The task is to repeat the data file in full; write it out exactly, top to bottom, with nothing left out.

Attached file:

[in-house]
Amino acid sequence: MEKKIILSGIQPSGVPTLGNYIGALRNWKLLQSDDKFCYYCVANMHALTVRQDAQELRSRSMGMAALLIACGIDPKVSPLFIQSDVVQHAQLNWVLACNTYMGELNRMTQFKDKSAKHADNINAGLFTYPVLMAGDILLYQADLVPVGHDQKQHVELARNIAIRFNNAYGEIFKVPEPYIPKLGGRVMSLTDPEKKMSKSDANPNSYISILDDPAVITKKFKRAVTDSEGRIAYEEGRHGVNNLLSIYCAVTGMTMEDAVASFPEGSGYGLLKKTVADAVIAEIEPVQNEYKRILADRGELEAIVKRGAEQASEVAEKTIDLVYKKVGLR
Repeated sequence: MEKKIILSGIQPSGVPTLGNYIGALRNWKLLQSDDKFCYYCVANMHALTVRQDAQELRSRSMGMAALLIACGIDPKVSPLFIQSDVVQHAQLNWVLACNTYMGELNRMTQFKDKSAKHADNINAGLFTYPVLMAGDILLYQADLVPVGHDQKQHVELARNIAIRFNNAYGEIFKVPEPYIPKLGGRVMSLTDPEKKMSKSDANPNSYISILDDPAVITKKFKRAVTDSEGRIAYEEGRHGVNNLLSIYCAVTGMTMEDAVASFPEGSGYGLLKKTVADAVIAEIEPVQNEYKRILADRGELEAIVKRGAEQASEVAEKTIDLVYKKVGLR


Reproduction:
[in-house]
Amino acid sequence: MEKKIILSGIQPSGVPTLGNYIGALRNWKLLQSDDKFCYYCVANMHALTVRQDAQELRSRSMGMAALLIACGIDPKVSPLFIQSDVVQHAQLNWVLACNTYMGELNRMTQFKDKSAKHADNINAGLFTYPVLMAGDILLYQADLVPVGHDQKQHVELARNIAIRFNNAYGEIFKVPEPYIPKLGGRVMSLTDPEKKMSKSDANPNSYISILDDPAVITKKFKRAVTDSEGRIAYEEGRHGVNNLLSIYCAVTGMTMEDAVASFPEGSGYGLLKKTVADAVIAEIEPVQNEYKRILADRGELEAIVKRGAEQASEVAEKTIDLVYKKVGLR
Repeated sequence: MEKKIILSGIQPSGVPTLGNYIGALRNWKLLQSDDKFCYYCVANMHALTVRQDAQELRSRSMGMAALLIACGIDPKVSPLFIQSDVVQHAQLNWVLACNTYMGELNRMTQFKDKSAKHADNINAGLFTYPVLMAGDILLYQADLVPVGHDQKQHVELARNIAIRFNNAYGEIFKVPEPYIPKLGGRVMSLTDPEKKMSKSDANPNSYISILDDPAVITKKFKRAVTDSEGRIAYEEGRHGVNNLLSIYCAVTGMTMEDAVASFPEGSGYGLLKKTVADAVIAEIEPVQNEYKRILADRGELEAIVKRGAEQASEVAEKTIDLVYKKVGLR